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Bonus Tax Rate: How Bonuses are Taxed by the IRS

Sep 25, 2019 3 min read Kevin Johnston

Key Takeaways

  • The amount you get taxed on your bonus varies by the calculation method your employer uses.
  • If your bonus is included with your regular paycheck, you may receive less of it.
  • As odd as it sounds, you may even want to refuse a bonus, or postpone it.

 

Congratulations — your boss says you will get a hefty bonus.  It's a big one (say $10,000) so you can now finally add that room to your house (if you can believe your contractor).  But wait… you won’t actually receive the full amount… thanks to the IRS.

 

 

Let’s look at the ways the IRS figures tax withholding on bonuses.
 

What is the bonus tax rate?

The IRS has a category called "supplemental wages" that includes severance pay, back wages, vacation payments, moving costs, overtime, taxable benefits, commissions and bonuses.

The reason for categorizing income is so it can be treated differently for income tax withholding purposes. The IRS and your employer treat bonuses in three different ways.
 

The Percentage Method

The IRS says all supplemental wages should have federal income tax withheld at a rate of 22%. So for a $10,000 bonus, you would have $2,200 withheld in federal income taxes and receive $7,800.

Your employer most likely will withhold this percentage from your bonus, because this is the simplest method. Fortunately, it is also the most beneficial to you.
 

The Aggregate Method

When your bonus is included in your regular paycheck, things get complicated. First, the normal withholding amount for regular income is calculated on the entire paycheck. Then the employer figures what was withheld from your last paycheck and subtracts that from your current withholding. The rest is withheld from your bonus.

This results in a higher rate of withholding on your bonus, and you may receive less of it simply because of the method used to calculate withholding.
 

How Bonuses Over $1 Million are Taxed Differently

Your bonus amount below $1 million must have 22% withheld, as mentioned. The amount above $1 million, however, is currently subject to withholding at 37%.
 

Strategies you can use to retain more of your bonus

Your best strategy is to ask for the bonus in a separate check from your salary. Then ask your employer to use the IRS supplemental wages rate of 22%. The employer will be in compliance, and you will get more money.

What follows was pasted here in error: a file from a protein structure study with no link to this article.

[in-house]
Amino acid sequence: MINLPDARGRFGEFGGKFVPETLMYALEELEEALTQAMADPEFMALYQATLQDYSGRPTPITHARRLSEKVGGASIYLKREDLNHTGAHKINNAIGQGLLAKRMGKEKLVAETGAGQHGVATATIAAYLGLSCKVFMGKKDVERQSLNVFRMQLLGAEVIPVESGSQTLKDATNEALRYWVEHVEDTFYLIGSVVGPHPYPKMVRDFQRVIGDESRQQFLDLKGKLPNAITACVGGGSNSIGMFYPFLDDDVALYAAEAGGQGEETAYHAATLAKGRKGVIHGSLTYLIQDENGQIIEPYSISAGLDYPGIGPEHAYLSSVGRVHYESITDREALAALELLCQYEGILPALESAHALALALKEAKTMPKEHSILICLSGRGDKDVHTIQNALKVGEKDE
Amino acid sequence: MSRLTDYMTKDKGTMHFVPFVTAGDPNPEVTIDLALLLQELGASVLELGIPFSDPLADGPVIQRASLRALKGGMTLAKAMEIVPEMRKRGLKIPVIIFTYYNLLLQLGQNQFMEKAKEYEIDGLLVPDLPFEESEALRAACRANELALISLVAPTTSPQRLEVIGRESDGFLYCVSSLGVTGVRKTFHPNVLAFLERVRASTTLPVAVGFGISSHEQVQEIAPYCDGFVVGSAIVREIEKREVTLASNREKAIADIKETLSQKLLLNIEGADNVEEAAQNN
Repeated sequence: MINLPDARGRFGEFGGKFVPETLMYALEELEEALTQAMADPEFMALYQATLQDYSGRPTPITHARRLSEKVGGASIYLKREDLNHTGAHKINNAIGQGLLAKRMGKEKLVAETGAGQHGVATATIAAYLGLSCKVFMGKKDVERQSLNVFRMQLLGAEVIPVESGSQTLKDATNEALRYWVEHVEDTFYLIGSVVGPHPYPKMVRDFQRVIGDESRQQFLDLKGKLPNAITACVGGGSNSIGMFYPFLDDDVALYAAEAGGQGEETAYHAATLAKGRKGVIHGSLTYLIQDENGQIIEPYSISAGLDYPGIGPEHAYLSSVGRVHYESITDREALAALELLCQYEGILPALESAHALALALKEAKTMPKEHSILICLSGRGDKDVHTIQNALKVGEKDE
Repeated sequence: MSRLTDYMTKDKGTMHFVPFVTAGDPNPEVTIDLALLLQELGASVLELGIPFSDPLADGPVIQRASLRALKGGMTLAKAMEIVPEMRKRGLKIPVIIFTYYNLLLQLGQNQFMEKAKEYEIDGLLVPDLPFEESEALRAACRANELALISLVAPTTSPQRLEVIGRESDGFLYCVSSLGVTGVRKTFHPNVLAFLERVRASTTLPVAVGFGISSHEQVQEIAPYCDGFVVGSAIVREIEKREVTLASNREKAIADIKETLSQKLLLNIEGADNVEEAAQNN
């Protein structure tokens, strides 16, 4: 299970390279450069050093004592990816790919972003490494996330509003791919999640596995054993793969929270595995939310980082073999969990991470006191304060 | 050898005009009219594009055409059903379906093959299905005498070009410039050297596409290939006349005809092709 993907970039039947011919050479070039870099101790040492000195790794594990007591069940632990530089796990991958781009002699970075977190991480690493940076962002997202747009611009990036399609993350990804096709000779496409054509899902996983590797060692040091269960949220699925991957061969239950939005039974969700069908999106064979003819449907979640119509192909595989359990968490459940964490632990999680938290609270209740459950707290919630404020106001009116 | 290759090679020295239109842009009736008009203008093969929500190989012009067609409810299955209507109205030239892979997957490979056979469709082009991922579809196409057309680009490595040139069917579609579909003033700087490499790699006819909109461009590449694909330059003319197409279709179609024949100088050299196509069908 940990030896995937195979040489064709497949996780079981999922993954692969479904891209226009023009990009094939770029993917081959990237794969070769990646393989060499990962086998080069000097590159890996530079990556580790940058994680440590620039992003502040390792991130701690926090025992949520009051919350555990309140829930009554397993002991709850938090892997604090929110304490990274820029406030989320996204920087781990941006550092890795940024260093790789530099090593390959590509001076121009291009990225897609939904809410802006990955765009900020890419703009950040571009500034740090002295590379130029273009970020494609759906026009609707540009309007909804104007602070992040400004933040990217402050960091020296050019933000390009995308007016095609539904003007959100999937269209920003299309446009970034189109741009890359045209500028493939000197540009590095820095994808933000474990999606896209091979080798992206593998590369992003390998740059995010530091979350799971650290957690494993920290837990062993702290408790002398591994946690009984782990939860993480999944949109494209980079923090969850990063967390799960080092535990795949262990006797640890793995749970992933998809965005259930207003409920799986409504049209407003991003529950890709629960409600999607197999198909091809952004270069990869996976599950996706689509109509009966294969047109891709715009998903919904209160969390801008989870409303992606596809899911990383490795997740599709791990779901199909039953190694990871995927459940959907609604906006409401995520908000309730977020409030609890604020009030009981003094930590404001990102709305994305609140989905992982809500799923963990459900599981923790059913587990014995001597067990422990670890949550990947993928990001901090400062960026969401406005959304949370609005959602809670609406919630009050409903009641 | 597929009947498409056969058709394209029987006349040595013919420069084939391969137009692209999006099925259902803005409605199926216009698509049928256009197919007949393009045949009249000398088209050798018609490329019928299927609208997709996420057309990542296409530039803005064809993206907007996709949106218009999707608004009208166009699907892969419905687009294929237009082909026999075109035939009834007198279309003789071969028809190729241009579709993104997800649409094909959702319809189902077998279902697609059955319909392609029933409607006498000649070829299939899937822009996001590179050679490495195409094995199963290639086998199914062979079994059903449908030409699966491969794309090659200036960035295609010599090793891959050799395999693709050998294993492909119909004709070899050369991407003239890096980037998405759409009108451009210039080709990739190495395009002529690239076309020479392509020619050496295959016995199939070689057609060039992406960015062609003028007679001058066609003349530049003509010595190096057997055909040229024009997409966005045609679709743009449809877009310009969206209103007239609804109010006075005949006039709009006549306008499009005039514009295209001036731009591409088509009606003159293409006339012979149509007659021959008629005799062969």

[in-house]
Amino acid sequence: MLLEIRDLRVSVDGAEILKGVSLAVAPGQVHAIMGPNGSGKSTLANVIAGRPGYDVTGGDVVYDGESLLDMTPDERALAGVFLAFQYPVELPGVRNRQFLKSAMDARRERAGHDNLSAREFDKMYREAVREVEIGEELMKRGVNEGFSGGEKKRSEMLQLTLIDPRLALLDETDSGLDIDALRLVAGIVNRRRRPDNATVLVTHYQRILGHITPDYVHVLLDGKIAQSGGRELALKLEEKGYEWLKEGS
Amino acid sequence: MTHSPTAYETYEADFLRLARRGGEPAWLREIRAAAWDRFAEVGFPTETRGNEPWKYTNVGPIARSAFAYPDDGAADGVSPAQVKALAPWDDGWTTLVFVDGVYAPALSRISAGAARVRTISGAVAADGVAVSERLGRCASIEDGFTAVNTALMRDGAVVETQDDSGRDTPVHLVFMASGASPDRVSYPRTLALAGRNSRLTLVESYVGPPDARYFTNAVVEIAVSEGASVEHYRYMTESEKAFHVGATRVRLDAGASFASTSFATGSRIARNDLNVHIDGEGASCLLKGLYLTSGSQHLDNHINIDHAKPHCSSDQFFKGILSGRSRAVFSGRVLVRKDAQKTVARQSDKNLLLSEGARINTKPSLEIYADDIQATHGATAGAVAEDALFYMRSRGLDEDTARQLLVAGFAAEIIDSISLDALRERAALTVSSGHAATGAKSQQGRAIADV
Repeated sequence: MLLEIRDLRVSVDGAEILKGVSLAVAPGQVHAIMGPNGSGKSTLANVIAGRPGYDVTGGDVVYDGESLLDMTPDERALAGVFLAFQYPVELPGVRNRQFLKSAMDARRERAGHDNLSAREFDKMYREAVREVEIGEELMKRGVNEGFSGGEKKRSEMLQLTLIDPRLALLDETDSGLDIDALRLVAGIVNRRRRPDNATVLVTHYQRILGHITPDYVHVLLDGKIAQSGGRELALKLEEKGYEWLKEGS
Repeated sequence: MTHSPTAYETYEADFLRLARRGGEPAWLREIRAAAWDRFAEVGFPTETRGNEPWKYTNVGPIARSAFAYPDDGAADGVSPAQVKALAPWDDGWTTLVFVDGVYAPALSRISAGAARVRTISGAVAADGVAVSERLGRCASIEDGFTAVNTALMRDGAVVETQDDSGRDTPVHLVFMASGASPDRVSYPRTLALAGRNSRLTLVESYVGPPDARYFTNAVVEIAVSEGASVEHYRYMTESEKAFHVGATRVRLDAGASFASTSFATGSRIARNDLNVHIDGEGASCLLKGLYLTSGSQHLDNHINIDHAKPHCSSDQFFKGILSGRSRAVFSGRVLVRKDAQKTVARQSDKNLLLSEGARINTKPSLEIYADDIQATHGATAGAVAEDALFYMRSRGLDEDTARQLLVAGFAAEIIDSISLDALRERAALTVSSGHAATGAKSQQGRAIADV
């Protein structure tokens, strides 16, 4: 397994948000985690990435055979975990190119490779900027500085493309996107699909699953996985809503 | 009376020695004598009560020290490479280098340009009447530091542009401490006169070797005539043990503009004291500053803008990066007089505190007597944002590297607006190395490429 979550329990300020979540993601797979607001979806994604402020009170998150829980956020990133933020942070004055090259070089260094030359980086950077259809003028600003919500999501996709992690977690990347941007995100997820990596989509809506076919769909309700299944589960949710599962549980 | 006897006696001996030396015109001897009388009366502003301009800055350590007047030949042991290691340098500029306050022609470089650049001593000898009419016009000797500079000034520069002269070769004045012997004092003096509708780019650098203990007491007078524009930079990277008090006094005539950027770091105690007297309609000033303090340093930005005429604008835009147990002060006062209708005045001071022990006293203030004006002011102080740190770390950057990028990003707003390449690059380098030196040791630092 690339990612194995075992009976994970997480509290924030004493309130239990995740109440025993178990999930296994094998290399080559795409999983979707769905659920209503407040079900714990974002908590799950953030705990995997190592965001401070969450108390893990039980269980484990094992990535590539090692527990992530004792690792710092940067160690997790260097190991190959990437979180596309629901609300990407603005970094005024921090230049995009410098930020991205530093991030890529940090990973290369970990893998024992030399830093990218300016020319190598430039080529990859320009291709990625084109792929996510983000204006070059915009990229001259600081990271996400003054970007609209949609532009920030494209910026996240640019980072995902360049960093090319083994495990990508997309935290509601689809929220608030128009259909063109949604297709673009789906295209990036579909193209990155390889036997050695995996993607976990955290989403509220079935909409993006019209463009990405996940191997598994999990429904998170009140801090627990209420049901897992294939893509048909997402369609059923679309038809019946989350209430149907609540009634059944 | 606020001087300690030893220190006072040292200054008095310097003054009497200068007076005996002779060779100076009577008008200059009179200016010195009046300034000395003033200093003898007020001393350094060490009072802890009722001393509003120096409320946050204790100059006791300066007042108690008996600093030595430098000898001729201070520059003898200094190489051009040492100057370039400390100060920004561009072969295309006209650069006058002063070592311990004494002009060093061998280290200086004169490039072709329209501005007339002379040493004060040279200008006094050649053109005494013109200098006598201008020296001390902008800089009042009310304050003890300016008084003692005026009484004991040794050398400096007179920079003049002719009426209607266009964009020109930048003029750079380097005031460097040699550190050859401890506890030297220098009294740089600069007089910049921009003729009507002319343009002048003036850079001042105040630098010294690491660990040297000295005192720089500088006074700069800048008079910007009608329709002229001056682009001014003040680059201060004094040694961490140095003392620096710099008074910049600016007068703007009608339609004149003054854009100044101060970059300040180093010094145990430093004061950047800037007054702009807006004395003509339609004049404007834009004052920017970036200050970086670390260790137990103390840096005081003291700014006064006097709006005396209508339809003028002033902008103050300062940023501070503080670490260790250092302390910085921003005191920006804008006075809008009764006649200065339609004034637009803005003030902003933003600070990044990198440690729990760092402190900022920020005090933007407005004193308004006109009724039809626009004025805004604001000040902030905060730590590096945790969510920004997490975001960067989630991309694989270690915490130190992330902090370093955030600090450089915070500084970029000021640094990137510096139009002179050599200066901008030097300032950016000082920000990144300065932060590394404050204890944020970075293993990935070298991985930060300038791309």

You could also request that the bonus be given to you after the end of the year. This can be advantageous if you think you will make less money next year, and your tax rate could be lower. If the aggregate method is used on your bonus, you will still have less taxes withheld if you are in a lower tax bracket.

 

What you can do next

Ask your employer or HR department which method is used for withholding on bonuses. Request the percentage method, if possible.

Calculate your tax bracket with the bonus included. If the bonus moves you into a higher bracket, figure out how much more tax you will have withheld on your regular income because of this. Then request that your bonus be split into two portions. Get half before the end of the year and half after the end of the year. This can keep you out of the higher withholding bracket.

Whichever method your employer uses to calculate withholding, the final income tax will be based on your total taxable income for the year when you file your income tax return. With that return, you receive credit for all the income taxes that have been withheld from your pay, including your bonus.

Prudential Financial, its affiliates, and its financial professionals do not render tax or legal advice. Please consult your tax and legal advisors for advice concerning your circumstances

 

Kevin Johnston writes about personal finance and investments, as well as financial management and planning. He has written for The New York Daily News, The New York Post, The San Francisco Chronicle and The Houston Chronicle.

 

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